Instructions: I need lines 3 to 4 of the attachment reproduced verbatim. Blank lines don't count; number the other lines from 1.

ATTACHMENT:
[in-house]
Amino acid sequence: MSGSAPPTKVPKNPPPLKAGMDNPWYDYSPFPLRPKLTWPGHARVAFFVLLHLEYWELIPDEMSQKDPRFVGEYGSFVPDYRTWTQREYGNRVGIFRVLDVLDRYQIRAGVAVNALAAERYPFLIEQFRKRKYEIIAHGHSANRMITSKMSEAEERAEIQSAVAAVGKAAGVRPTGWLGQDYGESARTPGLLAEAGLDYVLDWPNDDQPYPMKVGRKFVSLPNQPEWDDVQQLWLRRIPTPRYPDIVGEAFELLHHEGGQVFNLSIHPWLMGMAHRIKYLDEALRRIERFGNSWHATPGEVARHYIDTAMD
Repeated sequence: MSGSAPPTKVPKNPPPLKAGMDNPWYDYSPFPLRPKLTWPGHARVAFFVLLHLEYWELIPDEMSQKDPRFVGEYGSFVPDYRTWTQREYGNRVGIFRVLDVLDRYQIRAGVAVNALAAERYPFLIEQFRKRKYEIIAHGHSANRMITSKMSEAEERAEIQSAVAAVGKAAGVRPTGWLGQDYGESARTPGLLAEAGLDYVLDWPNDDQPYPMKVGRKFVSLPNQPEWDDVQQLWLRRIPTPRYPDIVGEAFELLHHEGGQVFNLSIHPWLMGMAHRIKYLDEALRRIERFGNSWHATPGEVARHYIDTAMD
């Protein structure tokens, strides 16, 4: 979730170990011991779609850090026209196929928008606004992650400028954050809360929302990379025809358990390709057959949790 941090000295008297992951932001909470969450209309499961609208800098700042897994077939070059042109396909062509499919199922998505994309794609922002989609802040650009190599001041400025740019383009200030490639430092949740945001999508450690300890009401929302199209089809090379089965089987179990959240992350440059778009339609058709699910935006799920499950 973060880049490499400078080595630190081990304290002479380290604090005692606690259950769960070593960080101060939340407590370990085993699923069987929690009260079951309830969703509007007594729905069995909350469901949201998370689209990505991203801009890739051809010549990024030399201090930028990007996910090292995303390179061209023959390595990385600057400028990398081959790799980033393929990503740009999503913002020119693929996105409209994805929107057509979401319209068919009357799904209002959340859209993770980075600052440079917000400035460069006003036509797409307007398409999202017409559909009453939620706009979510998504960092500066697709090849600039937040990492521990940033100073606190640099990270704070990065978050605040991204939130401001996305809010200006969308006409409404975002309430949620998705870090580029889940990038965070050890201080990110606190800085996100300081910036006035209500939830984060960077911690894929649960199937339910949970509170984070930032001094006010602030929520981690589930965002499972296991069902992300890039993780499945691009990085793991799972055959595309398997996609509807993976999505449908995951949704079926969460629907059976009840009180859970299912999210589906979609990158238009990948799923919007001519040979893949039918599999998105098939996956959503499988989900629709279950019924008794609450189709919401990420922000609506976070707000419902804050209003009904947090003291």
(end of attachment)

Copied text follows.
Repeated sequence: MSGSAPPTKVPKNPPPLKAGMDNPWYDYSPFPLRPKLTWPGHARVAFFVLLHLEYWELIPDEMSQKDPRFVGEYGSFVPDYRTWTQREYGNRVGIFRVLDVLDRYQIRAGVAVNALAAERYPFLIEQFRKRKYEIIAHGHSANRMITSKMSEAEERAEIQSAVAAVGKAAGVRPTGWLGQDYGESARTPGLLAEAGLDYVLDWPNDDQPYPMKVGRKFVSLPNQPEWDDVQQLWLRRIPTPRYPDIVGEAFELLHHEGGQVFNLSIHPWLMGMAHRIKYLDEALRRIERFGNSWHATPGEVARHYIDTAMD
């Protein structure tokens, strides 16, 4: 979730170990011991779609850090026209196929928008606004992650400028954050809360929302990379025809358990390709057959949790 941090000295008297992951932001909470969450209309499961609208800098700042897994077939070059042109396909062509499919199922998505994309794609922002989609802040650009190599001041400025740019383009200030490639430092949740945001999508450690300890009401929302199209089809090379089965089987179990959240992350440059778009339609058709699910935006799920499950 973060880049490499400078080595630190081990304290002479380290604090005692606690259950769960070593960080101060939340407590370990085993699923069987929690009260079951309830969703509007007594729905069995909350469901949201998370689209990505991203801009890739051809010549990024030399201090930028990007996910090292995303390179061209023959390595990385600057400028990398081959790799980033393929990503740009999503913002020119693929996105409209994805929107057509979401319209068919009357799904209002959340859209993770980075600052440079917000400035460069006003036509797409307007398409999202017409559909009453939620706009979510998504960092500066697709090849600039937040990492521990940033100073606190640099990270704070990065978050605040991204939130401001996305809010200006969308006409409404975002309430949620998705870090580029889940990038965070050890201080990110606190800085996100300081910036006035209500939830984060960077911690894929649960199937339910949970509170984070930032001094006010602030929520981690589930965002499972296991069902992300890039993780499945691009990085793991799972055959595309398997996609509807993976999505449908995951949704079926969460629907059976009840009180859970299912999210589906979609990158238009990948799923919007001519040979893949039918599999998105098939996956959503499988989900629709279950019924008794609450189709919401990420922000609506976070707000419902804050209003009904947090003291």